What happens when there is no possibility of proof, when reason and logic don’t seem to apply? Proof gathered from experiences derived by our five senses appears inadequate. It is this adherence to a limited rationality that is the “enemy” of faith.
St. Thomas Aquinas tells us in the beginning of The Summa Theologica,
“…it was necessary for the salvation of man that certain truths which exceed human reason should be made known to him by divine revelation.”
Aquinas acknowledges the existence of a gap, that there are truths necessary to man’s salvation that go beyond what can be attained through human reason and inquiry. He refers to “philosophical sciences investigated by reason” and “sacred science by way of revelation.” One might imagine here the hand of God reaching out to help each of us across a chasm in the mountains, a divine reaching “down” into the manifest world, as we stretch “up” into the transcendence of God.
Bridging the Gap – The Leap of Faith
Kierkegaard speaks of a “leap of faith,” or rather a “leap to faith.” This suggests that faith is known to us prior to the leap and even makes the leap possible. Perhaps the potentiality of this “belief in faith” is in us all along and we simply need to wake up to it. It’s clear we can’t “think” ourselves into it, but we can, if we are looking, find glimpses of faith in everyday life. For children, faith is not as difficult to accept, as it seems to be for adults. In To Kill a Mockingbird, Scout speaks to this idea,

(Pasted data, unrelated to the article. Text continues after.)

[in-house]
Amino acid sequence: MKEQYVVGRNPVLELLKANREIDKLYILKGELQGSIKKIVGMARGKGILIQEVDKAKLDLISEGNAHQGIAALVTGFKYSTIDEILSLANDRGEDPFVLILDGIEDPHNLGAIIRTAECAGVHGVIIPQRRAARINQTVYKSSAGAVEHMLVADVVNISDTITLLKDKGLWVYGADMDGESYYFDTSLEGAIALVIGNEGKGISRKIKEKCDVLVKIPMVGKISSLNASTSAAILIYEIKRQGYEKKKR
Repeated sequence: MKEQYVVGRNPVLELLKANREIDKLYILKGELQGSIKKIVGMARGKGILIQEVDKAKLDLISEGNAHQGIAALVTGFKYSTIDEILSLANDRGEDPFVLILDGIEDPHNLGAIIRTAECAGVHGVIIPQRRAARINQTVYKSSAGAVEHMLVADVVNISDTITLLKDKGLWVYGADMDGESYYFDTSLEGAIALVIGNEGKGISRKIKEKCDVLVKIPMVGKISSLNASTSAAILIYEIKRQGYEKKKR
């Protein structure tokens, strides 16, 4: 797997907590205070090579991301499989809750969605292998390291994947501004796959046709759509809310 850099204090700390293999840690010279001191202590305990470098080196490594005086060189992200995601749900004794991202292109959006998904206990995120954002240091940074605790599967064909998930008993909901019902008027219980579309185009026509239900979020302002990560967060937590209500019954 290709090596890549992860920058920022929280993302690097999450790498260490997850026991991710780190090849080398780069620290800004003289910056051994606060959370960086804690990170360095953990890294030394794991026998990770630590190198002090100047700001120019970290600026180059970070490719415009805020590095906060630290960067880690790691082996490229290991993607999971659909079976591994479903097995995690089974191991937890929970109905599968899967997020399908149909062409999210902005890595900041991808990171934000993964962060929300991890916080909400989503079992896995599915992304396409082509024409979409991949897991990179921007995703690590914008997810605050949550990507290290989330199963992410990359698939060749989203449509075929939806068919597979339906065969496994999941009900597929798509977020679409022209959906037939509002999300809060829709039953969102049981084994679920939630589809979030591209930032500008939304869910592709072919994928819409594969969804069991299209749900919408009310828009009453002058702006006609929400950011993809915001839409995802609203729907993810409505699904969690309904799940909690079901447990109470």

“But while no one with a grain of sense trusted Miss Stephanie, Jem and I had considerable faith in Miss Maudie. She had never told on us, had never played cat-and-mouse with us, she was not at all interested in our private lives. She was our friend.”
—Harper Lee, To Kill a Mockingbird, 1960
Miss Maudie has shown herself by this child’s definition to be trustworthy. Her trustworthiness makes their leap to faith possible.
The Individual and Faith
Kierkegaard also points to the idea that the journey to faith is particular and must be made by the individual him/herself. The journeys of the artist and the spiritual seeker are two examples among many of journeys to faith.